Homeland Security Watch

News and analysis of critical issues in homeland security

June 19, 2009

DHS Appropriations: lessons for the laity in scripture and commentary

Filed under: Budgets and Spending,Congress and HLS — by Philip J. Palin on June 19, 2009

As we learned in sixth grade social studies, the power of the purse is the premier legislative power.

Recently a Congressional Budget Office staffer was part of a discussion  about defense strategy.  He noted, “I pay less attention to what they say about strategy than where money is spent.”  Indeed.

The power of the purse is especially concentrated in the hands of Congressional appropriators and, if anything, as politics, finance, policy, and strategy has become more complex, the comparative power of  appropriators has grown. 

The House Appropriations Committee has reported out its Bill for the FY2010 DHS budget.  The 93 page document is easily available from the Committee website.

Often less readily available is the Report together with Additional Views of the House Appropriations Homeland Security subcommittee.  But the International Association of Emergency Managers has made this 211 page document available on their website.  Thank you IAEM.

The Report together with Additional Views  and — even more — the later Appropriations Conference Report, where House and Senate differences are resolved, is a Talmud for our budgetary scripture.  The chairs of the appropriations sub-committees are known as the Cardinals and the reference is to the Vatican, not Busch Stadium.  How the Bill is interpreted by the Cardinals is often what matters most.  The Report together with Additional Views is a Magisterium for our secular republic.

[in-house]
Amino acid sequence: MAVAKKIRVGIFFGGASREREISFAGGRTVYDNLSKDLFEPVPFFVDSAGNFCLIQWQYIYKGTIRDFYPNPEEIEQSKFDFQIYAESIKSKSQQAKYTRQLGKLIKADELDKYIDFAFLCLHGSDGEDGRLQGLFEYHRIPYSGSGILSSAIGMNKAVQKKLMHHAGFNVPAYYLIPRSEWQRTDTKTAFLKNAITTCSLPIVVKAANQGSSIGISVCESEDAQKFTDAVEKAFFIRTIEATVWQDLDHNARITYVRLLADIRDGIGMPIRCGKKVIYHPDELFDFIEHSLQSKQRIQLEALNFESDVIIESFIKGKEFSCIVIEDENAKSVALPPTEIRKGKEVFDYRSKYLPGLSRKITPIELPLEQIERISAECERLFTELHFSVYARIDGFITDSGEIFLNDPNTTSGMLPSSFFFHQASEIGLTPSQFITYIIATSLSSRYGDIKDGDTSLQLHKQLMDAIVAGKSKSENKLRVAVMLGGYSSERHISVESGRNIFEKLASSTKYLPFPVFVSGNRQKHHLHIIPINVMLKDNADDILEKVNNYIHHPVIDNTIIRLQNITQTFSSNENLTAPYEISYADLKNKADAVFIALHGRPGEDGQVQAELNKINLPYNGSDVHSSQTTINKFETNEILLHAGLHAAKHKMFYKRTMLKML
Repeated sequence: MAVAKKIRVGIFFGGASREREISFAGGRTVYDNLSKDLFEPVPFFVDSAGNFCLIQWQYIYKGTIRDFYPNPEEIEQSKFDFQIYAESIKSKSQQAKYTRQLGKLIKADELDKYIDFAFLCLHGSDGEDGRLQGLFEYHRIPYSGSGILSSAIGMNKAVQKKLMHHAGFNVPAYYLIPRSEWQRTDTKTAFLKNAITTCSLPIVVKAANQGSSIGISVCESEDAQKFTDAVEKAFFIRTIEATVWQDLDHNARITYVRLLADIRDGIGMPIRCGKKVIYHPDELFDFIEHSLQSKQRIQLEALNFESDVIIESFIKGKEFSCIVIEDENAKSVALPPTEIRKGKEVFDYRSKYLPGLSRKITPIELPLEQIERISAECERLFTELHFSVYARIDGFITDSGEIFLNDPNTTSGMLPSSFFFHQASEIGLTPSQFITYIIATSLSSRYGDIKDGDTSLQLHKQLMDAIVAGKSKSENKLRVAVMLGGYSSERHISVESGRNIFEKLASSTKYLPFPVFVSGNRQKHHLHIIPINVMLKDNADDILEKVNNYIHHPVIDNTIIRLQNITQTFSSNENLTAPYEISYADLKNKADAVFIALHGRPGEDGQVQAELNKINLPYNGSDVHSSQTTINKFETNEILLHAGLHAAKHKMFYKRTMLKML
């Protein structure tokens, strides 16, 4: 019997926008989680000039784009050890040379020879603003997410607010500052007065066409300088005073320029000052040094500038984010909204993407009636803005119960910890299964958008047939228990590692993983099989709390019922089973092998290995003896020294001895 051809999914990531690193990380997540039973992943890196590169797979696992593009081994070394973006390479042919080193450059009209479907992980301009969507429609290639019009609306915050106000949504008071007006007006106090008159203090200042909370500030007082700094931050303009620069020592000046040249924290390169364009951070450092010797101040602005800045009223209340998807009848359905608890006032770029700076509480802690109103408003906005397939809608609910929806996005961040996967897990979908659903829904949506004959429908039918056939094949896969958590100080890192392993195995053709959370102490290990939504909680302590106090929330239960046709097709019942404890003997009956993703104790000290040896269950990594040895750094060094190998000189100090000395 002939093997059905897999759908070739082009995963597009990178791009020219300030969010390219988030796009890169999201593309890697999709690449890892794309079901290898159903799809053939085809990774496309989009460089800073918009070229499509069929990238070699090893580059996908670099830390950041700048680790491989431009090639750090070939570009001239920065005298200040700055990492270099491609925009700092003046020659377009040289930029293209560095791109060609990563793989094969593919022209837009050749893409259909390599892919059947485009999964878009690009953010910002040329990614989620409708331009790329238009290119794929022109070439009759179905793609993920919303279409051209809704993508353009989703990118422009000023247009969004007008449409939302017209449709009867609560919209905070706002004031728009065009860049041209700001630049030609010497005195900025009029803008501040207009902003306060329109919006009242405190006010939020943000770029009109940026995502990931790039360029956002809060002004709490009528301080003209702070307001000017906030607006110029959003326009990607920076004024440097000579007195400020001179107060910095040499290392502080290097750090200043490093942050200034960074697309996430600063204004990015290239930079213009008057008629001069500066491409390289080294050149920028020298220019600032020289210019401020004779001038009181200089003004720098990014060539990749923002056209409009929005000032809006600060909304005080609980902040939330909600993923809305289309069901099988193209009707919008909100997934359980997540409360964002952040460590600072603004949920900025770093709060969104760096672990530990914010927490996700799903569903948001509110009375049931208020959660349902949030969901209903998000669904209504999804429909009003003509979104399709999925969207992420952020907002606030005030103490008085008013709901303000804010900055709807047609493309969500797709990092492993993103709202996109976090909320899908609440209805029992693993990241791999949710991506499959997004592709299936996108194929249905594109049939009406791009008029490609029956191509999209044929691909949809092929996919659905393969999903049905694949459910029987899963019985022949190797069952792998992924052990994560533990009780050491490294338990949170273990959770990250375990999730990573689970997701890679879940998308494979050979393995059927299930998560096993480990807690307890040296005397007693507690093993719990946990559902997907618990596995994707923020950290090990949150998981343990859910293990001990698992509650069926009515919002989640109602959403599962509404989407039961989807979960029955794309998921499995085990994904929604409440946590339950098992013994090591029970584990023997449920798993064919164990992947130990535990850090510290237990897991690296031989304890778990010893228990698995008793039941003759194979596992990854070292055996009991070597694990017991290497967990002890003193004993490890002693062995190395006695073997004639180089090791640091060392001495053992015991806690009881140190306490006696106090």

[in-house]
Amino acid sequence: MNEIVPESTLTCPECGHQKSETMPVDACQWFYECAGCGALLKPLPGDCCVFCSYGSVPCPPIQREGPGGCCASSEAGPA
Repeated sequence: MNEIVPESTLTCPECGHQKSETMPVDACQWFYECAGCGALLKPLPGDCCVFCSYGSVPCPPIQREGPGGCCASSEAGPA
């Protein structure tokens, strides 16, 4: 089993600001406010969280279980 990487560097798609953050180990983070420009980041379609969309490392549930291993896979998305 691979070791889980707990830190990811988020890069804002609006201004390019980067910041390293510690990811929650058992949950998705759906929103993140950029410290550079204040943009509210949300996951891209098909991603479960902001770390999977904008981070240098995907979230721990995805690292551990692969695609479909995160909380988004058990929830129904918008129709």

For the next several weeks, at least once a week, HLSwatch will excerpt a passage from the Report together with Additional Views for the House Appropriations Committee’s DHS Bill.  It will be offered for your close reading and commentary.  If I feel compelled to comment I will join you “behind the wall” in the comment function.

I will proceed through the report as it is written, excerpting what seems interesting to me.  You are welcome to use the comment function to give attention to passages I neglect. 

At its best a Committee Report gives context and expands on Congressional intent.  At its worst a Committee Report seeks to manage specific Department decisions with little context or explanation. I expect we will encounter examples of each end of the continuum and everything in-between.

Starting on page 7 and continuing on page 8 of the Report together with Additional Views to accompany H.R. 2892:

In fiscal year 2008, DHS’s immigration agencies set several new records: deporting the most people in any year in U.S. history (369,409); holding more people in immigration detention per day than ever before (30,429); and initiating 1,191 worksite enforcement investigations that resulted in 6,287 arrests, the largest numbers since the formation of DHS. These figures reflect the billions of dollars the Committee has invested in immigration enforcement activities since 2003. But rather than simply rounding up as many illegal immigrants as possible, which is sometimes achieved by targeting the easiest and least threatening among the undocumented population, DHS must ensure that the government’s huge investments in immigration enforcement are producing the maximum return in actually making our country safer. A closer examination of the data may give some pause: